# Confusion regarding the use of logical quantifiers and rigorously expressing mathematical statements in general

I am trying to get better at writing math ideas rigorously and symbolically. Consider the proposition: "The sum of two odd integers is an even integer."

Formally (I think), this can be expressed as: (1) "For all integers $$x$$ and $$y$$ such that $$x=2k+1$$ and $$y=2q+1$$ where $$k$$ and $$q$$ are integers, $$x+y=2r$$ where $$r$$ is an integer."

Would it be more formal to write: (2) "For all integers $$x$$ and $$y$$, if there exist integers $$k$$ and $$q$$ such that $$x=2k+1$$ and $$y=2q+1$$, then $$x+y=2r$$ where $$r$$ is an integer."?

Does statement(1) have the same logical structure as statement(2); that is, is there an implicit "if...then..." in statement(1)?

Is the following symbolic expression correct? $$\forall x,y\in\mathbb{Z}: (\exists k,q\in\mathbb{Z}: x=2k+1 \land y=2q+1 \implies \exists r\in\mathbb{Z}: x+y=2r)$$

**Every time I introduce a new variable, do I need a logical quantifier?

**In general, given proposition $$P$$, is $$\forall x,y\in \mathbb{Z}: P(x)$$ logically equivalent to $$x,y\in\mathbb{Z} \implies P(x)$$? If so, it seems that a statement in Predicate Logic has been replaced with a statement using Propositional Logic and a notion of sets?

It would be much simpler to put it as follows:$$(\forall m,n\in\Bbb Z)(\exists r\in\Bbb Z):(2m+1)+(2n+1)=2r.$$There is no need to introduce all those other symbols. But, yes, what you wrote is correct, except that instead of $$2r+1$$ you should simply have $$2r$$.

• Thanks, I replaced $2r+1$ with $2r$ in the question. Sep 14, 2020 at 18:27

Every time I introduce a new variable, do I need a logical quantifier?

Yes, absolutely. Sometimes universal quantifiers are suppressed (that is, we write down a formula with some free variables but think in terms of that formula's universal closure) but in my opinion this is bad practice especially when first learning formal logic.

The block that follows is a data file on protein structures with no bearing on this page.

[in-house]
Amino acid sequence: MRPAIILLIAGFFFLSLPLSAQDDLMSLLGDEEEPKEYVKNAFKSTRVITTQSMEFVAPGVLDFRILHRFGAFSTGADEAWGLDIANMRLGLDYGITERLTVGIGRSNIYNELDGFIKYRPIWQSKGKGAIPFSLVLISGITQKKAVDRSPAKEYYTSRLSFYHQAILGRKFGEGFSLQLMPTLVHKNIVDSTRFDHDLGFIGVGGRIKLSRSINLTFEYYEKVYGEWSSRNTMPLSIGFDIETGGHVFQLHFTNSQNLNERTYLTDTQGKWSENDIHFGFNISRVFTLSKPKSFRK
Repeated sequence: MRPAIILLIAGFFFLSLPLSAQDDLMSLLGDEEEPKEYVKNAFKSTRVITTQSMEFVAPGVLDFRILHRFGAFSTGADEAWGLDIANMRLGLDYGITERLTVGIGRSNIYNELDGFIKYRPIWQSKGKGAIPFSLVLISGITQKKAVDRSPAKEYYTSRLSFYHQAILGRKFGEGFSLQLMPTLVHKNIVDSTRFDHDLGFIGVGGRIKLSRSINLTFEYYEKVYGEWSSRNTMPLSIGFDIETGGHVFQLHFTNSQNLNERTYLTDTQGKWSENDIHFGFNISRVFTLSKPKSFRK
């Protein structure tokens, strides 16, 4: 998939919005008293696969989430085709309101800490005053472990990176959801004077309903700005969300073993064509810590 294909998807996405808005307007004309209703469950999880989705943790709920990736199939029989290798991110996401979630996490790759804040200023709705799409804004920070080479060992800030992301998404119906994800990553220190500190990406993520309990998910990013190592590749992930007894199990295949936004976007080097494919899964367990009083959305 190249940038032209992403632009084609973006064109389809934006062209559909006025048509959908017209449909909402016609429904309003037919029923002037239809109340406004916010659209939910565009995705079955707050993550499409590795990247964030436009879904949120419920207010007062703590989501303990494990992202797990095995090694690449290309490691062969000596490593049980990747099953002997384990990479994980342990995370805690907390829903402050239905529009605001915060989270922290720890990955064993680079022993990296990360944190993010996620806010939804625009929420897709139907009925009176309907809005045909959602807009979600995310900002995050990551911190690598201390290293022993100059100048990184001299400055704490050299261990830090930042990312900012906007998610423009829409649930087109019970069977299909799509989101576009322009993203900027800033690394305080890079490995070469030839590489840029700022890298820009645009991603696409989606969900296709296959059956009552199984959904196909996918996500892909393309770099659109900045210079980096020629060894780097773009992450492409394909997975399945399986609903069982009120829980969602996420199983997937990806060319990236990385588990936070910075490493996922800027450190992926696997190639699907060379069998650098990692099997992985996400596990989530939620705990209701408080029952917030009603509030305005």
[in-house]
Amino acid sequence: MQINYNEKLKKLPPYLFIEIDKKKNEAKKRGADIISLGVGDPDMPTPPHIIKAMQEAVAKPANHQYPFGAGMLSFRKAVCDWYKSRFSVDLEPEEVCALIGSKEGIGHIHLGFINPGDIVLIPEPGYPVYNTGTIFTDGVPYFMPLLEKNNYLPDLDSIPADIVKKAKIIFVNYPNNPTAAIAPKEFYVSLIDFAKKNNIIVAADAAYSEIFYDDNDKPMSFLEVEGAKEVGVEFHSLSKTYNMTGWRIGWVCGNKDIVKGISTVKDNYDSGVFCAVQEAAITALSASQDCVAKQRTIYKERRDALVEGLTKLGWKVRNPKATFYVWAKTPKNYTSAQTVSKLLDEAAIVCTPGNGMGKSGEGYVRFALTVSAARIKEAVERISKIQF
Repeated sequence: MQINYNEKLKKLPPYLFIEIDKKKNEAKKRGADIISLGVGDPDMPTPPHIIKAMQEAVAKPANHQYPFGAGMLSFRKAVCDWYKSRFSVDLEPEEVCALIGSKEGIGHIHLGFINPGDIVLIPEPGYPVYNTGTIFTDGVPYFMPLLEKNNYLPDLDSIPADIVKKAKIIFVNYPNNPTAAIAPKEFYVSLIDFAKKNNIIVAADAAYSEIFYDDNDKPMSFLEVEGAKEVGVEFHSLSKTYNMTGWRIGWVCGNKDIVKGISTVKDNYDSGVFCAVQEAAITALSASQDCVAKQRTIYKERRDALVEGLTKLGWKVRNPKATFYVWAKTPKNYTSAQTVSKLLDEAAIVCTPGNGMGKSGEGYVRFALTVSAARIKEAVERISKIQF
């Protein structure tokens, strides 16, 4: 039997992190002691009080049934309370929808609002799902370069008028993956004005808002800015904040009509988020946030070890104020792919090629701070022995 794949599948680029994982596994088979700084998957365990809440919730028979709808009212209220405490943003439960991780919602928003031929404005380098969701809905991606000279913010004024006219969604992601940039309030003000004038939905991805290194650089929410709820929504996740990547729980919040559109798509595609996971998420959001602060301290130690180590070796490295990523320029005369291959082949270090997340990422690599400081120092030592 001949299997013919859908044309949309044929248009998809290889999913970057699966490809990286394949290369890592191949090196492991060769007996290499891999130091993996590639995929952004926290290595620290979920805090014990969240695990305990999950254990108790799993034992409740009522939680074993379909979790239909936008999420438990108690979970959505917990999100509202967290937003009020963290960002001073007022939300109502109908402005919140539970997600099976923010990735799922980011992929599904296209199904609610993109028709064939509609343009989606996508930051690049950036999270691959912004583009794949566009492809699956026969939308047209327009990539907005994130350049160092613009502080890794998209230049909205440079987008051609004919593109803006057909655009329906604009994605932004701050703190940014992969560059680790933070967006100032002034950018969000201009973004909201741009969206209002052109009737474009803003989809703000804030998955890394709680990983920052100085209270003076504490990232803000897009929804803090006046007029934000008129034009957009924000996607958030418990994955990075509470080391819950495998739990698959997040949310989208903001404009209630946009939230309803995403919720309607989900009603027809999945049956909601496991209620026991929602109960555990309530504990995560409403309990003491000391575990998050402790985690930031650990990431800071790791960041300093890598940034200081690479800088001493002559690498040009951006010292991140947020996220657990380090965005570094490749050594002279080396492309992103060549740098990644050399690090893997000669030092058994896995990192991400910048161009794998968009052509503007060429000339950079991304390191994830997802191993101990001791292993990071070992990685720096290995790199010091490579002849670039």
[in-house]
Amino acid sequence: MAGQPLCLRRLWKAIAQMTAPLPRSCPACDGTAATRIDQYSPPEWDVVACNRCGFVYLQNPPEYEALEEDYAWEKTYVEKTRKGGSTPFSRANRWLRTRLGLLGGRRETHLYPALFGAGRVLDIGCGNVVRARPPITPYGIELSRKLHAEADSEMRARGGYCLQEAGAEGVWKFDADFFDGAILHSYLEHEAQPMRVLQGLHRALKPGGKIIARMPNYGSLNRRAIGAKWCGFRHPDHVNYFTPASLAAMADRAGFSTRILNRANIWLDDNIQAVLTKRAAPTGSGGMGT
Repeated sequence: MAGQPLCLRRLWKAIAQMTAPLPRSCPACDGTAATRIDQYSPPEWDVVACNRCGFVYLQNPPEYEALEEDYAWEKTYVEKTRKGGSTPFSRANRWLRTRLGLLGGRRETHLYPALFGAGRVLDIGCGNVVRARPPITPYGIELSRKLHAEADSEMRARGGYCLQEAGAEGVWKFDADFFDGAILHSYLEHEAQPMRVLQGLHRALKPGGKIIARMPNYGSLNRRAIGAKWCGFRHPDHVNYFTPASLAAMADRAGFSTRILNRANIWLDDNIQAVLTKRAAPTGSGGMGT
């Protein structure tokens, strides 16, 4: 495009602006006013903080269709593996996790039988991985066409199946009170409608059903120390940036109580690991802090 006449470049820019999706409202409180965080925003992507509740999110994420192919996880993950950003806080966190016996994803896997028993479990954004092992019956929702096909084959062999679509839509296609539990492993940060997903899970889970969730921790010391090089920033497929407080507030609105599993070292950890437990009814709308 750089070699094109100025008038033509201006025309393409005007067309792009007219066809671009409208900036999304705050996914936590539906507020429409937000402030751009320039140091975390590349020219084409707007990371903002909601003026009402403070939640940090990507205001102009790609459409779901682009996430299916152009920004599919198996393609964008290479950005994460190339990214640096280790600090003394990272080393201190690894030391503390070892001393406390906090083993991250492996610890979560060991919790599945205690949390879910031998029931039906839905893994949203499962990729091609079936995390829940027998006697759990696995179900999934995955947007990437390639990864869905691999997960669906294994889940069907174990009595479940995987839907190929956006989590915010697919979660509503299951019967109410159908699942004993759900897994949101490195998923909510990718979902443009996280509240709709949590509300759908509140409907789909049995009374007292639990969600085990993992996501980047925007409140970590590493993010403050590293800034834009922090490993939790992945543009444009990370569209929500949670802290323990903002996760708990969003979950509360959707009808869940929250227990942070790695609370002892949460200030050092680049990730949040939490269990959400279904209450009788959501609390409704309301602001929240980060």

In general, given proposition $$P$$, is $$\forall x,y\in \mathbb{Z}: P(x)$$ logically equivalent to $$x,y\in\mathbb{Z} \implies P(x)$$?

Not really, since the latter hasn't introduced $$x$$ and $$y$$ via a quantifier. The former is a sentence, the latter merely a formula; the former is however (modulo some mild rewriting) the universal closure of the latter.

If so, it seems that a statement in Predicate Logic has been replaced with a statement using Propositional Logic and a notion of sets?

Implicitly taking universal closures does let us strip away an "outermost" universal quantifier. However, it doesn't get rid of all quantifiers in general. Consider for example the $$\epsilon$$-$$\delta$$ definition of continuity, which has the form $$\forall \epsilon\in\mathbb{R}_{>0}\exists \delta\in\mathbb{R}_{>0}\forall x\in\mathbb{R}[\mbox{stuff}].$$ We can "elide" the "$$\forall\epsilon\in\mathbb{R}_{>0}$$" by looking instead at a formula whose universal closure is that sentence, but we can't similarly erase the remaining quantifiers. So very little "propositionalization" is actually possible.